In its latest offering, “CLC COVID-19 Claims and Disputes in Construction” the Construction Leadership Council (CLC) predicts that disputes related to COVID-19 are set to rise in 2021. While the optimist may hope that parties will continue to or aim to work collaboratively in order to find workable commercial solutions to claims arising from the global pandemic, the realist knows that such disputes are inevitable.
The final nail in the coffin of Christmas 2020 for me was getting a directive from NHS Test and Trace to self-isolate on the 23rd. So, instead of celebrating Christmas, I packed the missus off to her mother’s and settled down to read the snappily-titled “Trade And Cooperation Agreement Between The European Union And The European Atomic Energy Community, Of The One Part, And The United Kingdom Of Great Britain And Northern Ireland, Of The Other Part”. Otherwise known to you and me as the Brexit Deal.
At first glance, the Court of Appeal’s recent decision in ABC Electrification Ltd v Network Rail Infrastructure Ltd  EWCA Civ 1645 might look like the culmination of an exercise in legal hubris. This was, after all, a case focussed on the meaning of a single word in a contract; moreover, a word – “default” – that most of us in the legal profession might say has a well-established meaning.
And, after several hundred thousand pounds of legal fees no doubt well spent, the Court of Appeal told the world that the word “default” means exactly what we all thought it meant – a failure to fulfil an obligation.
This sounds like a lot of money, but in real terms it is not anything like enough to restart the economy in the manner suggested by the Government. In the heady days before COVID-19, Chancellor Rishi Sunak announced new investment into infrastructure in the UK totaling £600bn between now and 2025. By comparison, £5bn is nothing like what is required to “level up” the economy in the way promised by the Chancellor. In his Dudley address, the Prime Minister confirmed that the £5bn promised was an accelerated release of those funds promised by the Chancellor, but it remains to be seen whether that £600bn will ultimately be released.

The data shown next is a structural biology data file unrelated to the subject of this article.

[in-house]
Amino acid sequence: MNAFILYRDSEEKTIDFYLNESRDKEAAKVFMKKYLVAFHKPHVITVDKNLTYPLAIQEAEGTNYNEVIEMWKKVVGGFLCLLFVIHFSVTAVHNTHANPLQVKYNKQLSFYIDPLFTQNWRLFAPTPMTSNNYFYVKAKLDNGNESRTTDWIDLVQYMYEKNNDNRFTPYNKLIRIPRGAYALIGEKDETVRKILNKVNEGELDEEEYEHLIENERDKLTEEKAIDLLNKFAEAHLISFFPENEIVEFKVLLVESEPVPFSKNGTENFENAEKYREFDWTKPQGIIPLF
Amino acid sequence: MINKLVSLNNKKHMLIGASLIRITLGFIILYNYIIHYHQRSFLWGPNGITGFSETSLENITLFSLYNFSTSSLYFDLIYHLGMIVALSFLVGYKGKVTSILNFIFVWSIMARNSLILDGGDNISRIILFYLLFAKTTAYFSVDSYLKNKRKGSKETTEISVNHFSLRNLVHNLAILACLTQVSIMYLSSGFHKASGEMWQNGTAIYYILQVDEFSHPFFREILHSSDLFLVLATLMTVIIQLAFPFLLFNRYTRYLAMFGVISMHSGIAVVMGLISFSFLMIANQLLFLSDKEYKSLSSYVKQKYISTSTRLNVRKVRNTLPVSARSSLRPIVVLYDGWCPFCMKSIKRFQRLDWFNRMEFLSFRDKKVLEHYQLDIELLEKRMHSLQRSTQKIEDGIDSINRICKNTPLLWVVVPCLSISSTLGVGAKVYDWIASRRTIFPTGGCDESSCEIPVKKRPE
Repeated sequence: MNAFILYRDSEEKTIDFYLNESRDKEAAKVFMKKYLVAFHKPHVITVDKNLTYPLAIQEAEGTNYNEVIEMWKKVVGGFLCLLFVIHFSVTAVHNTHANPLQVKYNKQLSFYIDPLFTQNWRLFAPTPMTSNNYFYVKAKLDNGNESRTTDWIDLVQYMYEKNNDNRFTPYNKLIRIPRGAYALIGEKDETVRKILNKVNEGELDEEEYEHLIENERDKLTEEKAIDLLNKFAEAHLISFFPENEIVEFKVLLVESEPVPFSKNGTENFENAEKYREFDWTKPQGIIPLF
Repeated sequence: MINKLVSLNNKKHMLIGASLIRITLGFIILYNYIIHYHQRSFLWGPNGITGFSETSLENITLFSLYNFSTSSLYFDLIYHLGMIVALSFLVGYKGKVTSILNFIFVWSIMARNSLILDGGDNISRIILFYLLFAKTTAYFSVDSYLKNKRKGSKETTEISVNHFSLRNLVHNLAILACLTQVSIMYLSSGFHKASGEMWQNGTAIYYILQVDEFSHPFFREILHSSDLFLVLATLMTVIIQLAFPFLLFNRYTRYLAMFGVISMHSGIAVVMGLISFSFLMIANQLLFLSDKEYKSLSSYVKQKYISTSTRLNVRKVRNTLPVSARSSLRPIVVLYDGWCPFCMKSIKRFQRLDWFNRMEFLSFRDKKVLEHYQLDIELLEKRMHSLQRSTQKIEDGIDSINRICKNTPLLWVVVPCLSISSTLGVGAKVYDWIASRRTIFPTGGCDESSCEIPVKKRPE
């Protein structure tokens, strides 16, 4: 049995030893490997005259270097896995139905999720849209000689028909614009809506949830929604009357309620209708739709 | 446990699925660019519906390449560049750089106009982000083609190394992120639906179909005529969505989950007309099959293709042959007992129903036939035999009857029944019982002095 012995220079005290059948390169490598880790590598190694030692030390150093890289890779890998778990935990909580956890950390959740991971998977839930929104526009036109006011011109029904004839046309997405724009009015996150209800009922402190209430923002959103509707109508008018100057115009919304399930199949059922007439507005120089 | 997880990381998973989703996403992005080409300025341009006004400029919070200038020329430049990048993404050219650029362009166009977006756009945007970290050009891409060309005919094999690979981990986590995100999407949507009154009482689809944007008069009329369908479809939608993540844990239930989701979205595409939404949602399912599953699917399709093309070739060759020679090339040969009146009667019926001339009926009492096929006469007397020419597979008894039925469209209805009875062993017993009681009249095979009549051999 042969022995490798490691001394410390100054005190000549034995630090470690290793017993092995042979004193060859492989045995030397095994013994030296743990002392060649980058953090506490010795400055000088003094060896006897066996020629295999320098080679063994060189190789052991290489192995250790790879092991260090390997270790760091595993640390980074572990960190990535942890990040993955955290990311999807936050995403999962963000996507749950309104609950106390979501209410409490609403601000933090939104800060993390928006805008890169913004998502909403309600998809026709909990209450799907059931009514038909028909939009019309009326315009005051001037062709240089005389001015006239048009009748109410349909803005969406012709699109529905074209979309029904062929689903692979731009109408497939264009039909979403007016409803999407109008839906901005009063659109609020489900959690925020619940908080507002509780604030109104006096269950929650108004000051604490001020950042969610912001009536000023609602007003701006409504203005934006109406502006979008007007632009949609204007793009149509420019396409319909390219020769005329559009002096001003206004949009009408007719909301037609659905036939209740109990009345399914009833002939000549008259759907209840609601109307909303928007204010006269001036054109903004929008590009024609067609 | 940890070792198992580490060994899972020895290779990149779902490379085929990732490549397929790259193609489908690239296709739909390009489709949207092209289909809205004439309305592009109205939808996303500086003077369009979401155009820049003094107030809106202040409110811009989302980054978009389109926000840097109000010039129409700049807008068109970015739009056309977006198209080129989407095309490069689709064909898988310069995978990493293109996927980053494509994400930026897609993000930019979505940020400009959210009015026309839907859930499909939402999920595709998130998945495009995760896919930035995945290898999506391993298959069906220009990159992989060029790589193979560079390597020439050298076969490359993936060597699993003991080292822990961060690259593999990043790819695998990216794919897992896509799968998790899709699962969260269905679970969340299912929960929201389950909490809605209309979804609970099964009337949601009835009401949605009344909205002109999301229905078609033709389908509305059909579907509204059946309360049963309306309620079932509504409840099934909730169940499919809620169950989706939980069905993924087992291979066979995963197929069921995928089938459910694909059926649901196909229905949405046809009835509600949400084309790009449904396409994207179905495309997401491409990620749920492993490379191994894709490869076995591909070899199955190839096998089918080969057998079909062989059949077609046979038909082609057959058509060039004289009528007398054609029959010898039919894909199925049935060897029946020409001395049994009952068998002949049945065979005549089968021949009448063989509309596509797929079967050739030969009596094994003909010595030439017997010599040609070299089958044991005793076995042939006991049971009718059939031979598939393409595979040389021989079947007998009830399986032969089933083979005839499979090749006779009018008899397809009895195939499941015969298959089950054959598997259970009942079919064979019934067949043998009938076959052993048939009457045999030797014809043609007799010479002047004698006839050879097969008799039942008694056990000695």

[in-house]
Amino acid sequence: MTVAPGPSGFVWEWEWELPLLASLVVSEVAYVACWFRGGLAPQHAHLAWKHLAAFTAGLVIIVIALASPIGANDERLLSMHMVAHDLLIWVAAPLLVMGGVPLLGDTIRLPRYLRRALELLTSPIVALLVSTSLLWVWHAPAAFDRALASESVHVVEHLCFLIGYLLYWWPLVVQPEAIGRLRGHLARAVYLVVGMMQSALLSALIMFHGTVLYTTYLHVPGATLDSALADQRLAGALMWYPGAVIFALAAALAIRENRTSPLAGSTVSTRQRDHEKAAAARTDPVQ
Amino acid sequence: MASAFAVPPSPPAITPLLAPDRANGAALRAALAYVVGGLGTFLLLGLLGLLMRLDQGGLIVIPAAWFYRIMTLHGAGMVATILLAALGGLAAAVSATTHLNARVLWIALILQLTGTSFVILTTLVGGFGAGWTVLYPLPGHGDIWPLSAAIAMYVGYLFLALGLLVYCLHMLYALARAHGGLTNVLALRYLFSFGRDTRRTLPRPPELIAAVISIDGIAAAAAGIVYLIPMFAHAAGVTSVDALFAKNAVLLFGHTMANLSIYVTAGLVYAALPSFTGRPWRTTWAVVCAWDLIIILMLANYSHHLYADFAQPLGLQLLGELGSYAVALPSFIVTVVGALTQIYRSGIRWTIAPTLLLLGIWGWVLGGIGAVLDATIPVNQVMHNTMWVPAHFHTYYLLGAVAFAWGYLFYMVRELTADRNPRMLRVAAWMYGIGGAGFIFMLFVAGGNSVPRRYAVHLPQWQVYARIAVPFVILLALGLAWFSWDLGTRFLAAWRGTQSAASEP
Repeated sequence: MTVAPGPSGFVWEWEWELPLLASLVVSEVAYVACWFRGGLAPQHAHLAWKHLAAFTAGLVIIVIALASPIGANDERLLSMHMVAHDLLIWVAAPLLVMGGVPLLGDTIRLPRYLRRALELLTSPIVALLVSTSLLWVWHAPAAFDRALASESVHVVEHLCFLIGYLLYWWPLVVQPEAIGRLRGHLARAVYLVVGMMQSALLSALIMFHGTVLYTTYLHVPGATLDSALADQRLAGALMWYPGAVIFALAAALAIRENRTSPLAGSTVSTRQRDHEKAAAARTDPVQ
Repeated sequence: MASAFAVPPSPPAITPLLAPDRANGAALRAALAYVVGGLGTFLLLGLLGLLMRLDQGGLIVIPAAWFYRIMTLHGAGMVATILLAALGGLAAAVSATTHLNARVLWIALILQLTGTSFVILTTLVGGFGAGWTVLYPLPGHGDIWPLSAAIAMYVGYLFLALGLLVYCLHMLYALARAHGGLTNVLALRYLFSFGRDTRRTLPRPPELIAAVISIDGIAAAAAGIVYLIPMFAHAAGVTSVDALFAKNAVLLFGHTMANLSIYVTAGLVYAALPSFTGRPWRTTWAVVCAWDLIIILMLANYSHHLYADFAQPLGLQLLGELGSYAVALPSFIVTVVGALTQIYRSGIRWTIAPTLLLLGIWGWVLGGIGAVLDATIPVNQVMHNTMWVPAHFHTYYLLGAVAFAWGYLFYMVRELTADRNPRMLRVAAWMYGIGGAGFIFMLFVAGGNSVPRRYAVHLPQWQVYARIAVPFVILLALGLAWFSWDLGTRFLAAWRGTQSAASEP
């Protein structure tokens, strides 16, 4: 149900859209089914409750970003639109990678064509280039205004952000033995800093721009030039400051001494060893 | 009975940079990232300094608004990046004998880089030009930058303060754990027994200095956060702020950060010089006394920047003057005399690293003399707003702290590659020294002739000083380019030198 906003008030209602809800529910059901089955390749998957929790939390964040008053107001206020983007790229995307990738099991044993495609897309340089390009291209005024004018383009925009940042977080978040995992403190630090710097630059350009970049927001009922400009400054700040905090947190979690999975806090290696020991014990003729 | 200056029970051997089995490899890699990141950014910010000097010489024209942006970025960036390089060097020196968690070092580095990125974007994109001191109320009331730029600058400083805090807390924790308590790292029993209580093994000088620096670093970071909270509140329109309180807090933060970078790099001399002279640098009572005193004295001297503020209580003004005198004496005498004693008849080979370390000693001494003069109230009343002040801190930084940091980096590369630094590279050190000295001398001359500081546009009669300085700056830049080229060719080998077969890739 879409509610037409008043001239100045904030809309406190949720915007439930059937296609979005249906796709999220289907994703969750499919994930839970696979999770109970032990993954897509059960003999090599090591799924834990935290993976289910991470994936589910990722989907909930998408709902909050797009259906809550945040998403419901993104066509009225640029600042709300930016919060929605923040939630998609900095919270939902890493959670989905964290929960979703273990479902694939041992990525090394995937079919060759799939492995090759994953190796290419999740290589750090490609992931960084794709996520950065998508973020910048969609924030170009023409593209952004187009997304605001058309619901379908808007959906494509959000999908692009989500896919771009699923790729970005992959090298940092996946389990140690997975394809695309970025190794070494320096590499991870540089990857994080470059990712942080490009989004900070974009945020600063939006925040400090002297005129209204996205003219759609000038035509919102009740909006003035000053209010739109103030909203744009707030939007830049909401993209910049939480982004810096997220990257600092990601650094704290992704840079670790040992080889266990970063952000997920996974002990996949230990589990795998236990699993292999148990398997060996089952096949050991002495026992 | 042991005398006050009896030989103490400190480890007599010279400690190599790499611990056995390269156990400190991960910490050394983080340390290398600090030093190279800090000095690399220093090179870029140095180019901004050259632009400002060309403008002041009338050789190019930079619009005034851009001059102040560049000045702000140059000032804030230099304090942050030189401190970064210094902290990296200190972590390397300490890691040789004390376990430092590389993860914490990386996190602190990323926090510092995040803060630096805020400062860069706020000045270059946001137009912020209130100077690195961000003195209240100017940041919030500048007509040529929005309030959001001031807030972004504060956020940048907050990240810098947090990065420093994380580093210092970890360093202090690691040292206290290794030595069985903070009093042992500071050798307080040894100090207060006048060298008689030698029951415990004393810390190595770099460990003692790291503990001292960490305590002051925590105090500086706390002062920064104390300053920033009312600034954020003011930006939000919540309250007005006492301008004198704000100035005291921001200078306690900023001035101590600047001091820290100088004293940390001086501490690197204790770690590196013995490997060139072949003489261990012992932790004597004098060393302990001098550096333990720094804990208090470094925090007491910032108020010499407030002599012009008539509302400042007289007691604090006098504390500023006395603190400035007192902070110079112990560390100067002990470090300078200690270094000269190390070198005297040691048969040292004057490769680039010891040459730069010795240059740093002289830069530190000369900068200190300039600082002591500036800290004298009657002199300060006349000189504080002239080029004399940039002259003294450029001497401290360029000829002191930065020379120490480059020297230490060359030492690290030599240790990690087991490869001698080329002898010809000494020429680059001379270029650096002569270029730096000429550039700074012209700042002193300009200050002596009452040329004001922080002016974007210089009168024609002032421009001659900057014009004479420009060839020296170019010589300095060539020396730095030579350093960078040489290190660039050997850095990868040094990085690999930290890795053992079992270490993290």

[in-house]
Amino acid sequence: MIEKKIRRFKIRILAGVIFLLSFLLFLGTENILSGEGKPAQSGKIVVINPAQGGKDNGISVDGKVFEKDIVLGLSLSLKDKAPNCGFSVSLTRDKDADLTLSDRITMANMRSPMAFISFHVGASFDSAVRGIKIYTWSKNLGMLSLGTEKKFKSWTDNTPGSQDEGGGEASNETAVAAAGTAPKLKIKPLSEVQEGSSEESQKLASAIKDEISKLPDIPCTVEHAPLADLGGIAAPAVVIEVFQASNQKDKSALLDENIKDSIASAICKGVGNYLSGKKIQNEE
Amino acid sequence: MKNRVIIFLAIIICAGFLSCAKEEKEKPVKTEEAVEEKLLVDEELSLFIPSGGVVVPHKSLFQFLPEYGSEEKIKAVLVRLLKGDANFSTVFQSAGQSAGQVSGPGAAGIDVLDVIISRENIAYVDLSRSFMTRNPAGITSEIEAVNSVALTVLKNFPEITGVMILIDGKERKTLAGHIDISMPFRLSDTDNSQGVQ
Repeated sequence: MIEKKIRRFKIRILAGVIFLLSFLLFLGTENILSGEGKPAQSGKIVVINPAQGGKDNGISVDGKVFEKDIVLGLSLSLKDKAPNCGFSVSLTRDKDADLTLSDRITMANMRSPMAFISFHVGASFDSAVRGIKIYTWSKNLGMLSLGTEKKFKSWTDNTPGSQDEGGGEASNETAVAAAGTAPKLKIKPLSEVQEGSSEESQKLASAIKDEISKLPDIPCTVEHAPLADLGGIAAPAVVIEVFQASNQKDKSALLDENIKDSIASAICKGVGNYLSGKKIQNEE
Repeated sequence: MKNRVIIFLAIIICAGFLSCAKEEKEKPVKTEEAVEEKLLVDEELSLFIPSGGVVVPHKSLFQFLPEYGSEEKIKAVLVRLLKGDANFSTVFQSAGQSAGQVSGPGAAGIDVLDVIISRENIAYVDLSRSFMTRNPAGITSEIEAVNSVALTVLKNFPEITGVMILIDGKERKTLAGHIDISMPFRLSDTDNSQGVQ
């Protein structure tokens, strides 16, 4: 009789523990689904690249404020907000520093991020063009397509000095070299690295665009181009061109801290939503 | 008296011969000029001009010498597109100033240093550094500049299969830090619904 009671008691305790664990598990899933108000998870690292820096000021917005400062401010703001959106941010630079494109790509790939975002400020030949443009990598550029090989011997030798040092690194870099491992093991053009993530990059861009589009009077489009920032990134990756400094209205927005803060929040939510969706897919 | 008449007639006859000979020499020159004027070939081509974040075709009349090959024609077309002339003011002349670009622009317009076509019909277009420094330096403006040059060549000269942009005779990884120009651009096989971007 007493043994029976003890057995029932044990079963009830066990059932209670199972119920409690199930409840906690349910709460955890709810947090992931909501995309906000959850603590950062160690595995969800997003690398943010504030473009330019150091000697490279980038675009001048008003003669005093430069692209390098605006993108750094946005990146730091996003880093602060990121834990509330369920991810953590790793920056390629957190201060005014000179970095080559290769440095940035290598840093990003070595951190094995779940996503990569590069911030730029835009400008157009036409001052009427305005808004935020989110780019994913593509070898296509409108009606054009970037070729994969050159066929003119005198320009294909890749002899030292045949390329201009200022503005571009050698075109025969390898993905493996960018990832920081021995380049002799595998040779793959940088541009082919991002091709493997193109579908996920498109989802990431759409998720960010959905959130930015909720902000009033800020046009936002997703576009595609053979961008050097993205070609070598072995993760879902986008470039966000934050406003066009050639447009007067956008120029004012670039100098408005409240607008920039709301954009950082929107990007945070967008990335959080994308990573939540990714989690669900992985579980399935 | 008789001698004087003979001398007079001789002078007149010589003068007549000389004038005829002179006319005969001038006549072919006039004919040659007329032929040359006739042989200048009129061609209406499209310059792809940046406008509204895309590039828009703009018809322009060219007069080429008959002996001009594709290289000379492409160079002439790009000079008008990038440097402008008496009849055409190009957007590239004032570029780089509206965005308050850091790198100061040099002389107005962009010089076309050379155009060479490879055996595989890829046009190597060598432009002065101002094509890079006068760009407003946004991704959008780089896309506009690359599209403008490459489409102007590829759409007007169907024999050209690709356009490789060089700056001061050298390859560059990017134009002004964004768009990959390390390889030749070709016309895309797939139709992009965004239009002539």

Last week we discussed, in light of the encouragement from Robert Jenrick MP (Secretary of State for Housing, Communities and Local Government) for the construction industry to remobilise, the government’s apparent reluctance to provide confidence and clarity for the construction industry in respect of the safe operation of sites.
In the Prime Minister’s address to the nation on 10 May 2020, he re-stated that encouragement for the construction industry, where possible, to return to work.
The construction industry in the UK has been afforded the freedom to continue work where it is safe to do so since the lockdown was implemented. It is a freedom that the sector has done its best to exploit where it can, with significant works continuing on a variety of essential and less essential projects. A number of leading construction companies and housebuilders have continued or recommenced work where they are able to do so, and a number of high profile projects are apparently progressing well. Build UK has reported that its members, who comprise some of the largest contractors operating in the UK, are now working on 73% of sites (up from 69% last week). However, the issues for the industry facing the prospect of full remobilisation to all sites have not changed.
In an industry of seemingly ever-tighter margins across the board, it is perhaps unsurprising that the construction industry has fought to continue through the current coronavirus crisis as much as it has. However, many in the industry have stopped work and shut down sites and, despite the current and perhaps somewhat over-optimistic view from the government that work can continue whilst still complying with social distancing rules, it seems inevitable that all non-essential work will stop very soon. Continue reading “Coronavirus and Construction in the UK: The Time to Talk Is Now”